Standards setting and development within a single sector does not keep pace anymore with evolving business interests across sectors and standards competition. ICT penetration is often portrayed as a form of convergence; if “general purpose” ICTs can be used across sectors, the benefits of broad-based or flexible standards may increase and existing standards may need substantial revision. But the implications for standards and their implementations are not simple and the extent of convergence should not be over-emphasised. These “crossovers” argue for a networked (as opposed to a federated or hierarchical) structure of standardisation.
In the context of the project PICASSO, policy experts met with experts and stakeholders in the fields of 5G networks, Big Data, and the Internet of Things (CPS) to discuss the role of standards in the context if EU/US ICT collaboration. These meetings resulted in a number of observations.
With re-usable and flexible standards, 5G networks, Big Data services and applications and the Internet of Things/CPS will develop and realise their full beneficial contributions to societal digitisation. Standardisation is needed for these technologies to flourish as the power of speed and scope will mean that an ever-widening range of activities will be carried out with minimal human intervention.
The only way to ensure that these developments address existing challenges without creating new risks and existential threats is through a full understanding of the way these systems will evolve and appropriate ‘ground rules’, architectural principles, and design and operational standardisation.
Standardisation facilitates collaboration, enhances competition, and can support an economy in which societal challenges are addressed. Standardisation and its associated activities can help to overcome the “frog-boiling” problem of emergent problems that are not recognised and dealt with until they have become irreversible.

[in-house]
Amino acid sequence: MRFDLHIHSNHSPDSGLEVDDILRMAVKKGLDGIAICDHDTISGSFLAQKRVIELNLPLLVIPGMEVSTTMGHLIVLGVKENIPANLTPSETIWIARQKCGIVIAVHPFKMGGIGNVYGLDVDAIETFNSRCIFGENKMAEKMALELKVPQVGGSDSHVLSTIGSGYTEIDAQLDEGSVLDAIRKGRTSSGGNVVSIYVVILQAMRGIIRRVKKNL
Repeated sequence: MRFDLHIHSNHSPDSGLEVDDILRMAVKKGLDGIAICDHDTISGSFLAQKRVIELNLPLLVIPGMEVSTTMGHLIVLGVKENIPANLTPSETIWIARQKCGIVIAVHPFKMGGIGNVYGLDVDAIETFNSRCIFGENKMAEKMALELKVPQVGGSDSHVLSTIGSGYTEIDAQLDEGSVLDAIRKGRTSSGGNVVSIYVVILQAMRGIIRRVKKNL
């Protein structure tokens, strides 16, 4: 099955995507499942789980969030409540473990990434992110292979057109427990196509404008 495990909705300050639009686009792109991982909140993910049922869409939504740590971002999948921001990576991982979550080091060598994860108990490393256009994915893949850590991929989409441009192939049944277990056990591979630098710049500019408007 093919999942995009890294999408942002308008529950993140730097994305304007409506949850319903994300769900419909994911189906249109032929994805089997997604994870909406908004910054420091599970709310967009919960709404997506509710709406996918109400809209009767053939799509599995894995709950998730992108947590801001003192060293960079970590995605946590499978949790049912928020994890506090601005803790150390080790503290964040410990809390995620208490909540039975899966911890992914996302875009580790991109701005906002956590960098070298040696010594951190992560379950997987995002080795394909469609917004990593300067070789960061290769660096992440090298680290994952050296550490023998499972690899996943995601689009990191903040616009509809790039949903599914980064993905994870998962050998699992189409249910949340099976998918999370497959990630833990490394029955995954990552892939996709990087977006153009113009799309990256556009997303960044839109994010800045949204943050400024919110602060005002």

Following our research and meetings with experts and stakeholders during the PICASSO workshop in Minneapolis and the PICASSO webinar on 29 September, our conclusion stands that also for EU/US collaboration it mostly makes sense to stimulate participation of sponsored research and innovation in global standardisation platforms, such as IETF, ITU, IEEE etc., rather than at regional level.
Our second conclusion is that standards should aim at setting a minimal responsible level, and not less than that. This is because every application of standards will also need to adapt to the specific requirements of that application.
Towards the Summer of 2018, we intend to deliver a White Paper on policy issues such as privacy and data protection, security, standardisation and spectrum that are most relevant to technological and commercial development in the PICASSO domains and conversely to identify the aspects of such policies that are most likely to be affected by 5G, Big Data and IOT/CPS development. This PICASSO Policy Paper on Standards, and the other ones, can be found in the Project Reports Section of this website.
We invite you to share any comments and suggestions relating to these policy papers with the PICASSO Policy Expert Group via email to the Chairman of the Policy Expert Group at email@example.com.